[green-label]NEWS:[/green-label] Texas teen Ahmed Mohamed became widely known as "clock boy" after a highly publicized incident during which he was reported by school officials and detained by police on 14 September 2015 over a clock he had assembled that was originally dubbed a "hoax bomb." On 23 November 2015, multiple news outlets reported that the law firm Laney and Bollinger (of Plainview, Texas) had sent letters to the Irving Independent School District (ISD) and the city of Irving demanding compensation and an apology.
Letters dated 23 November 2015 and addressed to those entities in Irving were made available on the internet on that date [PDF, PDF]. Page four of the letter addressed to the city of Irving alleged that neither school officials nor police ever believed the device Ahmed brought to school was an improvised explosive:
No one who saw Ahmed's clock that day thought it was a bomb. Ahmed did nothing to support the inference that he intended to cause alarm, or any reaction at all (other than his teachers’ approval), in anyone. Irving police quickly determined that the clock was not dangerous. It appears that the police kept escalating the situation because they were frustrated that they failed to coerce Ahmed into signing a false confession. With no evidence whatsoever, Irving Police arrested Ahmed anyway. He was not Mirandized at this point either. After he was senselessly arm barred, four officers escorted Ahmed out of school in handcuffs. Police Chief Larry Boyd later claimed that Ahmed was handcuffed, "for his safety and for the safety of the officers." One must ask, whose safety was the arm bar for? Ahmed remembers the look of bewilderment on the face of his school counselor, who Ahmed said "knows I'm a good boy."
The letter then accused the city of Irving and local police of deliberately advancing a narrative that was damaging to Ahmed Mohamed via the media:
Mayor Beth Van Duyne went on Glenn Beck's television show, helped with some of the set up, then sat back and watched — and apparently approved — as Beck and his other guest at the time turned Ahmed's story into what they called "an influence operation" that was undertaken — probably by Ahmed's father (and maybe his sister) — in furtherance of a coming "civilization jihad." Beck later opined that this was the "Islamists" conspiracy to soften us up, so that we could later be attacked from inside. When the guest sitting less than an arm's length from Mayor Van Duyne called the pencil box a "briefcase," she did not say a word. She just nodded. Mayor Van Duyne also characterized Ahmed as "passive aggressive" and "less than forthcoming" because he exercised his constitutional right to remain silent while he was being illegally detained and interrogated by the police. Combined with the "civilization jihad" backdrop established by her friend, Glenn Beck, the Mayor fed a completely false impression about Ahmed and his family.
The lawyers asserted Ahmed endured a number of adverse effects following the incident, including psychological trauma and the family's subsequent move to Qatar:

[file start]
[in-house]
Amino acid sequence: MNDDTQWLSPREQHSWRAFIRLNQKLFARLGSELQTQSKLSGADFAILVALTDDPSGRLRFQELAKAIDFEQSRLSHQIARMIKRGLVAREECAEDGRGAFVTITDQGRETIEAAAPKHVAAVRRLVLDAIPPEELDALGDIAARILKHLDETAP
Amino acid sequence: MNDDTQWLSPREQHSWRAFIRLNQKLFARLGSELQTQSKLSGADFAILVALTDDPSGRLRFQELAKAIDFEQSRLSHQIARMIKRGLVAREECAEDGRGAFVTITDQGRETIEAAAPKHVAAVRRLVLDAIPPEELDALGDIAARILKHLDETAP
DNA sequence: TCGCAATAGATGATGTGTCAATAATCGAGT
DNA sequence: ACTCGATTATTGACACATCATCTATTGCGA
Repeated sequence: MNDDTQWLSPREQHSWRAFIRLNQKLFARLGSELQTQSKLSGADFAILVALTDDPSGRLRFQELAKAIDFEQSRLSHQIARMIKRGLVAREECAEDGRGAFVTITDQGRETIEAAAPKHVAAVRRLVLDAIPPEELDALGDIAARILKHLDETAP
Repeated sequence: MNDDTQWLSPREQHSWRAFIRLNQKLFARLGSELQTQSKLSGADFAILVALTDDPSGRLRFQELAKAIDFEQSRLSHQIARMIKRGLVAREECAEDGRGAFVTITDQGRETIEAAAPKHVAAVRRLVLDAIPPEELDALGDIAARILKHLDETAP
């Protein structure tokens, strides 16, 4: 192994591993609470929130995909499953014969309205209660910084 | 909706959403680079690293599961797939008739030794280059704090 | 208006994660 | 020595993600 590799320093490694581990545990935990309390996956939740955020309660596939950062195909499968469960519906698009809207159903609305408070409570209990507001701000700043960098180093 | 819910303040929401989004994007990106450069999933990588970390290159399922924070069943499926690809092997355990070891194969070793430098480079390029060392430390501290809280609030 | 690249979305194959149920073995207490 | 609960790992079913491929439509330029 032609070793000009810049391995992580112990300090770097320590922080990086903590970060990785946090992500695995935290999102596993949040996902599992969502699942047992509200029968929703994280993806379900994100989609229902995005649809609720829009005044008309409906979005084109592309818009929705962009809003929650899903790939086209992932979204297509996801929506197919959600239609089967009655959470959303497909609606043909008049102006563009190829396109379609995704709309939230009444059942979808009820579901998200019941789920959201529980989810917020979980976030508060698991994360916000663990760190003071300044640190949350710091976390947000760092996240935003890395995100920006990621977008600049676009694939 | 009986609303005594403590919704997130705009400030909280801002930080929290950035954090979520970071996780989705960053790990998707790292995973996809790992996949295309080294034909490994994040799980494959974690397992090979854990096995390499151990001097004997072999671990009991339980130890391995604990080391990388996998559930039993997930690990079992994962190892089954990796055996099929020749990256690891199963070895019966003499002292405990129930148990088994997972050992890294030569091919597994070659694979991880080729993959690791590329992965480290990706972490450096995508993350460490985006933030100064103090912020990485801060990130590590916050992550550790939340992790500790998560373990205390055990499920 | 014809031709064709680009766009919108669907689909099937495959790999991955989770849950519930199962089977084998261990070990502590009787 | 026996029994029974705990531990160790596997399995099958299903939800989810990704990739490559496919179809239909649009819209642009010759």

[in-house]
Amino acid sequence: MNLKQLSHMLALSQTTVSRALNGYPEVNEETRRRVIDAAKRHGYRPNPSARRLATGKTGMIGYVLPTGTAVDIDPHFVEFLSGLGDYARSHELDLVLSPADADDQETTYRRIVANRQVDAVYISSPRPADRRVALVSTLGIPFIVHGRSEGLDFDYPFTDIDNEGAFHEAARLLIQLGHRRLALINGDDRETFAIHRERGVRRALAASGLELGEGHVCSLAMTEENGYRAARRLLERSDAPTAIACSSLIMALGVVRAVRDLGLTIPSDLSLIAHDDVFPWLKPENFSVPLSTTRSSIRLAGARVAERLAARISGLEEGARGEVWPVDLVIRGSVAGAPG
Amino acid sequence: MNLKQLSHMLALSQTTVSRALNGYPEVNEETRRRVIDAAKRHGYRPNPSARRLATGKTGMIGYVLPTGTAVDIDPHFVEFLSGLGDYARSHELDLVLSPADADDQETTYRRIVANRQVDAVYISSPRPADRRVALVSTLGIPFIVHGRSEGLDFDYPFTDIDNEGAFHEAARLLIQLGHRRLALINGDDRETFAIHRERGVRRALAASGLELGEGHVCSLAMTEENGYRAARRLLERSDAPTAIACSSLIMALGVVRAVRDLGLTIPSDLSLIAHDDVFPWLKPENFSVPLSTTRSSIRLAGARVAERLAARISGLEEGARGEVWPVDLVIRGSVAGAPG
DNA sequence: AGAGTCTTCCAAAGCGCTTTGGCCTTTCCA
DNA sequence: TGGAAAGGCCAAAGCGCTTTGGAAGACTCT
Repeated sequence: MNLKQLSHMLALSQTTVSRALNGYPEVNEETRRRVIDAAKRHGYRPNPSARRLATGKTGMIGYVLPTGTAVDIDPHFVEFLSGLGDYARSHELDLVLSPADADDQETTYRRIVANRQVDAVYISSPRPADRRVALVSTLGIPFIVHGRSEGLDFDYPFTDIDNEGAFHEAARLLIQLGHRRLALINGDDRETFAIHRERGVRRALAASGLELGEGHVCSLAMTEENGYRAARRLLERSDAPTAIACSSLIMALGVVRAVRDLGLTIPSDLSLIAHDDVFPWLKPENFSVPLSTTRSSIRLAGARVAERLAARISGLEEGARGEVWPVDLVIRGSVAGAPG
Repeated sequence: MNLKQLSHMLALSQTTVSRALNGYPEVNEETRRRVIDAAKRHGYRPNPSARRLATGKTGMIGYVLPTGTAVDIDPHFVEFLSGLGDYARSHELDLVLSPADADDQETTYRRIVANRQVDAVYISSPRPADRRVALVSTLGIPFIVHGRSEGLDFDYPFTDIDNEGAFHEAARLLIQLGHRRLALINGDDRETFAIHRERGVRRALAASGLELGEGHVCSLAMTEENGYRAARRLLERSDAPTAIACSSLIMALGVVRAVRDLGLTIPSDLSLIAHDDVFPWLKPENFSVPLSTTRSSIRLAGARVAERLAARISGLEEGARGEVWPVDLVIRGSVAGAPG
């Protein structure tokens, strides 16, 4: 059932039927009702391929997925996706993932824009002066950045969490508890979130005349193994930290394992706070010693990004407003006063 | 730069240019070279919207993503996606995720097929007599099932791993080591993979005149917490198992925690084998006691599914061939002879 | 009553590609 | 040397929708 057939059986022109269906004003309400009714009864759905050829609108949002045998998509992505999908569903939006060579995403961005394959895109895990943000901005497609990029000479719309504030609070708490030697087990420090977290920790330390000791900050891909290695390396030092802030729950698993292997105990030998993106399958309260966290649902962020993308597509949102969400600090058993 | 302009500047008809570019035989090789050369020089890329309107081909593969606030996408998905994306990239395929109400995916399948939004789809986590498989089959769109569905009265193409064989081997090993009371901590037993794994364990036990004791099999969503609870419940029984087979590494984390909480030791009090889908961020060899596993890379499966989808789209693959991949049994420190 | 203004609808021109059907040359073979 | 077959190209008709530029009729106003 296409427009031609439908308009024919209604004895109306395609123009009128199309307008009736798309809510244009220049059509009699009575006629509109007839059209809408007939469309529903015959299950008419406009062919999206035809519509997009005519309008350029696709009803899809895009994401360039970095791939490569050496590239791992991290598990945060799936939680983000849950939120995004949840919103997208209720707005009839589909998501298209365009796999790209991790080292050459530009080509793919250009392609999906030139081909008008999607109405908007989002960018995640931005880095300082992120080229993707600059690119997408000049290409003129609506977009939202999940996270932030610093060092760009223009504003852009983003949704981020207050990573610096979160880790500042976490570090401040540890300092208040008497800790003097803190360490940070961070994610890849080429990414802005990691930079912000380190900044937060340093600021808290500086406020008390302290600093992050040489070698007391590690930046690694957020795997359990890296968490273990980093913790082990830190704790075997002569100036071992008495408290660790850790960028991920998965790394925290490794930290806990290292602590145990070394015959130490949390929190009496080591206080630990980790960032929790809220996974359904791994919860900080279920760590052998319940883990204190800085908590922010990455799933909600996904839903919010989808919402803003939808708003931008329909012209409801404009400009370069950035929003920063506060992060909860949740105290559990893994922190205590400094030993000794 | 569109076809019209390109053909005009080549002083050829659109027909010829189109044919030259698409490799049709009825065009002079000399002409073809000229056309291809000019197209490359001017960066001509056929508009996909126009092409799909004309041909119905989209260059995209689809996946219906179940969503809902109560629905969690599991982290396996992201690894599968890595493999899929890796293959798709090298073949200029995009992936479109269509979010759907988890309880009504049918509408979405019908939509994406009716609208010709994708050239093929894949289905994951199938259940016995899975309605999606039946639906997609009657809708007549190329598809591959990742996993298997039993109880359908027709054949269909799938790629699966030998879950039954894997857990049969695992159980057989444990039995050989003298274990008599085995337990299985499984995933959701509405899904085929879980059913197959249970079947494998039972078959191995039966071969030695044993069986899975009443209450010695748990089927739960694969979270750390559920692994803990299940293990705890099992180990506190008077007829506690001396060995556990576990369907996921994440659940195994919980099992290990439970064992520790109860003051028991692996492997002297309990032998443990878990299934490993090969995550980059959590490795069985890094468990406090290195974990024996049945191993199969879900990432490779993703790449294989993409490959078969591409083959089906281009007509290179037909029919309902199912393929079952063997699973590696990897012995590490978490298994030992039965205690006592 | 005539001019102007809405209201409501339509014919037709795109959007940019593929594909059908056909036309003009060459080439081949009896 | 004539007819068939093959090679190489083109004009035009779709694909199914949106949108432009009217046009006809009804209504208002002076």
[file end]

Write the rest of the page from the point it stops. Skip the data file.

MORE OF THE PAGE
In the short-term Ahmed fears for his physical safety after receiving many threatening emails. In the long-term, we adults should know that — despite Ahmed's efforts to be strong, and to prove that he is "a good boy" — he will experience pain and suffering as result of this for the rest of his days. A large segment of potential employers will steer clear of Ahmed to avoid controversy, despite his many obvious talents. There is no other way to put it: Ahmed's reputation in the global community is permanently scarred. One also would anticipate that Ahmed, quite reasonably, will have a lifelong fear of the law enforcement and educational establishments that have let him down so terribly.
The letters concluded with a section titled "Demand": the letter to Irving ISD requested a written apology and payment of $5 million "as compensation for the damages Ahmed suffered at the hands of the Irving ISD and its employees;" the letter sent to the city of Irving requested written apologies from Police Chief Larry Boyd and Mayor Van Duyne along with payment of $10 million "as compensation for the damages Ahmed suffered at the hands of the City of Irving and its employees." Both letters concluded by stating:
If you fail to comply with the above demands within sixty days from the date of this letter, you should expect that we will file a civil action addressing the causes of action and events described in this letter.
According to an Irving-based blog hosted by the Dallas Morning News, Mohamed's family "abruptly" moved to Qatar in October 2015 but hopes to return to Irving in the near future:
Ahmed became a symbol of Islamophobia to millions after his arrest, fielding invitations from state leaders and celebrities that led him on a world tour and to a brief chat with President Barack Obama. But after withdrawing from Irving ISD and recieving scholarship offers from across the country, Ahmed and his immediate family abruptly moved to Qatar.
At the time, the family said the move was best for Ahmed's education. The Qataris were offering to pay for his schooling through college. But now the family says the decision had as much to do with a backlash in the United States. Ahmed's home address was made public, and commenters on fringe websites threatened him with violence.
"Ahmed fears for his physical safety after receiving many threatening emails," reads the [family's] letter. "When they feel safe again, all of them want more than anything to come home, to Irving, Texas[.]"
The city of Irving confirmed to the media that they had received the letter from Ahmed Mohamed's lawyers, and Irving ISD said "attorneys will review the information and respond as appropriate, as with any legal matter." Neither entity addressed whether they'd consider settling the claims.